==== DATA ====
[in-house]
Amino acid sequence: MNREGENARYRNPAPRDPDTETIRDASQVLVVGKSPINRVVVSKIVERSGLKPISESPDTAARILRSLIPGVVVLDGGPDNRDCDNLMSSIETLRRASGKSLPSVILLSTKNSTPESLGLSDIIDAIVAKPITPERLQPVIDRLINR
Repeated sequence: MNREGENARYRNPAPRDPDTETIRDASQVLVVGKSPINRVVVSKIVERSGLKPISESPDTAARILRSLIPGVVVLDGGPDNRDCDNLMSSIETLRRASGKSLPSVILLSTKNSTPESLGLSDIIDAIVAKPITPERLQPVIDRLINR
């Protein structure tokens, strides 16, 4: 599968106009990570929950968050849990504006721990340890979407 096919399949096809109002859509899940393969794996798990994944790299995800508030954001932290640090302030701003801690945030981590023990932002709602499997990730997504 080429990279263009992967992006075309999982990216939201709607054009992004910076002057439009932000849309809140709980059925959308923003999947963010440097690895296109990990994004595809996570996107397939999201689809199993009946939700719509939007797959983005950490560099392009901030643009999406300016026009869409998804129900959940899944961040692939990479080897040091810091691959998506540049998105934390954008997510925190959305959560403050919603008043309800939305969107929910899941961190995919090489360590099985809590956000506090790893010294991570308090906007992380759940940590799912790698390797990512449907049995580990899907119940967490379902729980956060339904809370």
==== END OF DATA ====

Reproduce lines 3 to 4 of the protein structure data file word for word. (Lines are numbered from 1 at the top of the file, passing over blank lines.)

Repeated sequence: MNREGENARYRNPAPRDPDTETIRDASQVLVVGKSPINRVVVSKIVERSGLKPISESPDTAARILRSLIPGVVVLDGGPDNRDCDNLMSSIETLRRASGKSLPSVILLSTKNSTPESLGLSDIIDAIVAKPITPERLQPVIDRLINR
């Protein structure tokens, strides 16, 4: 599968106009990570929950968050849990504006721990340890979407 096919399949096809109002859509899940393969794996798990994944790299995800508030954001932290640090302030701003801690945030981590023990932002709602499997990730997504 080429990279263009992967992006075309999982990216939201709607054009992004910076002057439009932000849309809140709980059925959308923003999947963010440097690895296109990990994004595809996570996107397939999201689809199993009946939700719509939007797959983005950490560099392009901030643009999406300016026009869409998804129900959940899944961040692939990479080897040091810091691959998506540049998105934390954008997510925190959305959560403050919603008043309800939305969107929910899941961190995919090489360590099985809590956000506090790893010294991570308090906007992380759940940590799912790698390797990512449907049995580990899907119940967490379902729980956060339904809370």